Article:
Search the ETC Tax Website

Request a callback

Callback Request

Please provide as much detail as possible in regards to the reason for your enquiry so our tax advisers can prepare and tailor their response to reflect your needs. We will endeavour to call you back to discuss your enquiry and you will not be charged for this time.

  • This field is for validation purposes and should be left unchanged.
  • Sign-up to our newsletter

    Newsletter Main Form

  • This field is for validation purposes and should be left unchanged.
  • Request a callback

    Contact Form


    Please provide as much detail as possible in regards to the reason for your enquiry so our tax advisers can prepare and tailor their response to reflect your needs. We will endeavour to - respond / call you back - to discuss your enquiry and you will not be charged for this time.

  • This field is for validation purposes and should be left unchanged.
  • Thinking Outside of The Box: Patent Box Changes

    28 February 2022

    Zeeshan Khilji

    Zeeshan Khilji discusses the Patent Box rules and how companies should ensure that they comply with the recent changes in rules to benefit from this generous relief.

    Background

    The UK patent box regime was originally introduced in 2013. It is a generous tax incentive regime that enables companies to pay an effective 10% corporate tax rate on profits derived from certain qualifying patents.

    The patent box regime will become even more beneficial with the proposed increase in the UK corporation tax rate to 25% from 1 April 2023. 

    The aim of the patent box regime is to provide additional incentives for companies to:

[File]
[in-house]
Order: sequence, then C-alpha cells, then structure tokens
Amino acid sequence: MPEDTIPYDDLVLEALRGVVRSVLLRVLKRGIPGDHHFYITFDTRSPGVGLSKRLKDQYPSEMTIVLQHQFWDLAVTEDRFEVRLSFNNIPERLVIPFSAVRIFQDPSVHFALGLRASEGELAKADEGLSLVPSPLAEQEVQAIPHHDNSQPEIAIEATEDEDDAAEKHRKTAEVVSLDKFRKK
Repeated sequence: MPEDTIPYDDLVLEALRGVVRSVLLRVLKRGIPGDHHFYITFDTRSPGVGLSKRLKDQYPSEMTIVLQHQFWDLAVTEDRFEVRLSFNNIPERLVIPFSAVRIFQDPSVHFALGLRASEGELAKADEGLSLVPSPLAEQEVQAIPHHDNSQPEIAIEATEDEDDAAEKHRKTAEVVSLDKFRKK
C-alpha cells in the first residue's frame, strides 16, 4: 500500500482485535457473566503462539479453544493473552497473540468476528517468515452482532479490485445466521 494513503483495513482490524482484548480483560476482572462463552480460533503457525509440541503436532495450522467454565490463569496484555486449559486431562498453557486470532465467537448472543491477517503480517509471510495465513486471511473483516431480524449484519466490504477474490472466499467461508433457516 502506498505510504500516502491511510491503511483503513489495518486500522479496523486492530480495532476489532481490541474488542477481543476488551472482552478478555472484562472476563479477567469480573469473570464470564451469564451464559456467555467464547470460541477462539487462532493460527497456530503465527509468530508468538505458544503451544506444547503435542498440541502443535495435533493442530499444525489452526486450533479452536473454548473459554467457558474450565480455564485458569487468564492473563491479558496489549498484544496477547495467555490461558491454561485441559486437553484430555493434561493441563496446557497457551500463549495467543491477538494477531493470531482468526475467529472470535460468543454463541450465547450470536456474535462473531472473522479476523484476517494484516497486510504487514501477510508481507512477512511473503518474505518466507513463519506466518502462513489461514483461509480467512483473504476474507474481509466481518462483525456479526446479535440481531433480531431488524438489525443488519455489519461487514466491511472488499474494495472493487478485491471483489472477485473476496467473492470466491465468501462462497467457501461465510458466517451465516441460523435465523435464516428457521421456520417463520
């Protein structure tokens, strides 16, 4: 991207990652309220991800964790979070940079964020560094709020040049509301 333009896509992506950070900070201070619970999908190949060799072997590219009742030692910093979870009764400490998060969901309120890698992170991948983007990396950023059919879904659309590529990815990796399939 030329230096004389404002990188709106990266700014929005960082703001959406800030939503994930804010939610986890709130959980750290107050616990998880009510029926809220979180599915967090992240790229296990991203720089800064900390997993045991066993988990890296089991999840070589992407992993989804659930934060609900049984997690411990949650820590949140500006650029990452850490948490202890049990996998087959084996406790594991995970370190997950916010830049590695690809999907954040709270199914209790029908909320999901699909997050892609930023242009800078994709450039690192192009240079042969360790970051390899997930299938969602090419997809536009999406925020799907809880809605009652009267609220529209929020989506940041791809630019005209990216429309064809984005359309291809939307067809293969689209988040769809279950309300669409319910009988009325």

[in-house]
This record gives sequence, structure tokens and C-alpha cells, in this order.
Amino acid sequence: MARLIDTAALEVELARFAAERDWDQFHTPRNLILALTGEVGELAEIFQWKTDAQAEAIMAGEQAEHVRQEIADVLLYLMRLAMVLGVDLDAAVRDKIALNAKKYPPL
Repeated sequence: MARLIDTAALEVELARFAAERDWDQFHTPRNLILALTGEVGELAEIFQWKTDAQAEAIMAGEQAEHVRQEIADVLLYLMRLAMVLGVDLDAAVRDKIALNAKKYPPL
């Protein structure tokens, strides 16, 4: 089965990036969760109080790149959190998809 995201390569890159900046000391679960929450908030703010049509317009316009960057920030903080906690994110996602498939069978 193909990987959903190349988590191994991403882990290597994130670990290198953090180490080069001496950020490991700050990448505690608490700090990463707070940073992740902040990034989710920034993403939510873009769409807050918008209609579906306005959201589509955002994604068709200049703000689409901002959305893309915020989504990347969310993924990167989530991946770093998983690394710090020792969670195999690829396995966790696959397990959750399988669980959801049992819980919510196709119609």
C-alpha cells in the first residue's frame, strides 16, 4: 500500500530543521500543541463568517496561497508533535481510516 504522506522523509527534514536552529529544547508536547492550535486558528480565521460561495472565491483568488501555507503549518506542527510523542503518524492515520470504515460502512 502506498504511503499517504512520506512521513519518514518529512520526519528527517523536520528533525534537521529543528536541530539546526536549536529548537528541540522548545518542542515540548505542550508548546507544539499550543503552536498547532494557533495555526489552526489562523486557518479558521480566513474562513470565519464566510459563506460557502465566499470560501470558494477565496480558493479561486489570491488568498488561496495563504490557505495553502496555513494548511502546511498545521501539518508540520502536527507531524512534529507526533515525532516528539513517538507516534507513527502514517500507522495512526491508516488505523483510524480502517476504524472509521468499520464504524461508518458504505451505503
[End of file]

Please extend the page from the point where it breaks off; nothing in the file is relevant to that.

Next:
• Ensure that new and existing patents are developed and commercialised in the UK;
    • Manufacture and sell those innovative products and services from the UK; and
    • Locate the high-value jobs associated with the manufacture and exploitation of patents in the UK.

    Broadly, a company qualifies for the UK patent box regime if:

    • It legally owns or exclusively licenses in a ‘qualifying IP right’;
    • It meets the development condition; and
    • Where a company is part of a group, it meets the active ownership condition.

    Assuming that a company qualifies, it must elect into the patent box regime and carry out calculations that identify ‘relevant IP profits’, which are essentially the company’s taxable profits relating to its exploitation of qualifying IP, subject to a number of specific adjustments. 

    The taxable profits allocable to qualifying IP are taxed at an effective rate of 10%, as opposed to the main rate of corporation tax (currently 19%). The relief is given via a deduction from total taxable trading profits for the respective accounting period.

    The ‘new’ patent box regime

    Certain changes were introduced to the patent box regime from 1 July 2016. The five-year transition into the new rules came to an end on 30 June 2021 and companies that have ongoing claims under the old pre-1 July 2016 rules will now have to apply the new rules to all claims. 

    The methodology of the new patent box regime

    While the new regime is mostly based on the old patent box regime, the two main changes are to the calculation of a company’s relevant IP profits.

    Briefly, these changes are:

    • The streaming of profits has become mandatory (as opposed to being elective under the old regime);
    • All patent box claims must now follow the ‘nexus’ approach, linking relevant R&D expenditure to the patent or patented item. This requires an R&D fraction calculation to be undertaken for each type of IP (assets, products, or product families) to which relevant income is attributable.

    We look at the above in further detail.

    1. Streaming profits